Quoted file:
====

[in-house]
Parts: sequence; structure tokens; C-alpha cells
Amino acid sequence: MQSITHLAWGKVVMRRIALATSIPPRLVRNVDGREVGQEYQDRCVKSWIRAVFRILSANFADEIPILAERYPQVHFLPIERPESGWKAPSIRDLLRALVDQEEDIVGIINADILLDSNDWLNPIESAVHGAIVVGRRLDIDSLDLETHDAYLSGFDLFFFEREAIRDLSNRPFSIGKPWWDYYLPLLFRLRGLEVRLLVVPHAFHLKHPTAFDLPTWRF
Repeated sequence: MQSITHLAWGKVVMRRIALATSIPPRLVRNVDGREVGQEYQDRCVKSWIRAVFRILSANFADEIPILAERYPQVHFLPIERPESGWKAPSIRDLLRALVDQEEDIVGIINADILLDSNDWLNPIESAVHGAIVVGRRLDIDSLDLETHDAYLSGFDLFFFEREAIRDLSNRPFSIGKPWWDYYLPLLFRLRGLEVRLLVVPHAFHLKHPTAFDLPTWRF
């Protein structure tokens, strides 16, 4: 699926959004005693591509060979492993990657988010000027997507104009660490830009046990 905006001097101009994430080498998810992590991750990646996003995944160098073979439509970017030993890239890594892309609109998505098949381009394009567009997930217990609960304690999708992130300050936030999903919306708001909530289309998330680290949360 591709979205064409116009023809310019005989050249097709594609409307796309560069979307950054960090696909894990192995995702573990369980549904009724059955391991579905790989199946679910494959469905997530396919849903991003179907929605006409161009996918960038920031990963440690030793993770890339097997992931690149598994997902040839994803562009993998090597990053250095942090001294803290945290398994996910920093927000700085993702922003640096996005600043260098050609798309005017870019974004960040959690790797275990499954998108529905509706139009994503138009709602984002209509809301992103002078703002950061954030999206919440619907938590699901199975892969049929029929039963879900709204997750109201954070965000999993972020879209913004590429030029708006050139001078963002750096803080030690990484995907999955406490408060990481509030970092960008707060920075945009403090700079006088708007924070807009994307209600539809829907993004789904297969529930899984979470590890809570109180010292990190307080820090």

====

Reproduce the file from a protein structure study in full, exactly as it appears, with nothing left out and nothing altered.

[in-house]
Parts: sequence; structure tokens; C-alpha cells
Amino acid sequence: MQSITHLAWGKVVMRRIALATSIPPRLVRNVDGREVGQEYQDRCVKSWIRAVFRILSANFADEIPILAERYPQVHFLPIERPESGWKAPSIRDLLRALVDQEEDIVGIINADILLDSNDWLNPIESAVHGAIVVGRRLDIDSLDLETHDAYLSGFDLFFFEREAIRDLSNRPFSIGKPWWDYYLPLLFRLRGLEVRLLVVPHAFHLKHPTAFDLPTWRF
Repeated sequence: MQSITHLAWGKVVMRRIALATSIPPRLVRNVDGREVGQEYQDRCVKSWIRAVFRILSANFADEIPILAERYPQVHFLPIERPESGWKAPSIRDLLRALVDQEEDIVGIINADILLDSNDWLNPIESAVHGAIVVGRRLDIDSLDLETHDAYLSGFDLFFFEREAIRDLSNRPFSIGKPWWDYYLPLLFRLRGLEVRLLVVPHAFHLKHPTAFDLPTWRF
């Protein structure tokens, strides 16, 4: 699926959004005693591509060979492993990657988010000027997507104009660490830009046990 905006001097101009994430080498998810992590991750990646996003995944160098073979439509970017030993890239890594892309609109998505098949381009394009567009997930217990609960304690999708992130300050936030999903919306708001909530289309998330680290949360 591709979205064409116009023809310019005989050249097709594609409307796309560069979307950054960090696909894990192995995702573990369980549904009724059955391991579905790989199946679910494959469905997530396919849903991003179907929605006409161009996918960038920031990963440690030793993770890339097997992931690149598994997902040839994803562009993998090597990053250095942090001294803290945290398994996910920093927000700085993702922003640096996005600043260098050609798309005017870019974004960040959690790797275990499954998108529905509706139009994503138009709602984002209509809301992103002078703002950061954030999206919440619907938590699901199975892969049929029929039963879900709204997750109201954070965000999993972020879209913004590429030029708006050139001078963002750096803080030690990484995907999955406490408060990481509030970092960008707060920075945009403090700079006088708007924070807009994307209600539809829907993004789904297969529930899984979470590890809570109180010292990190307080820090």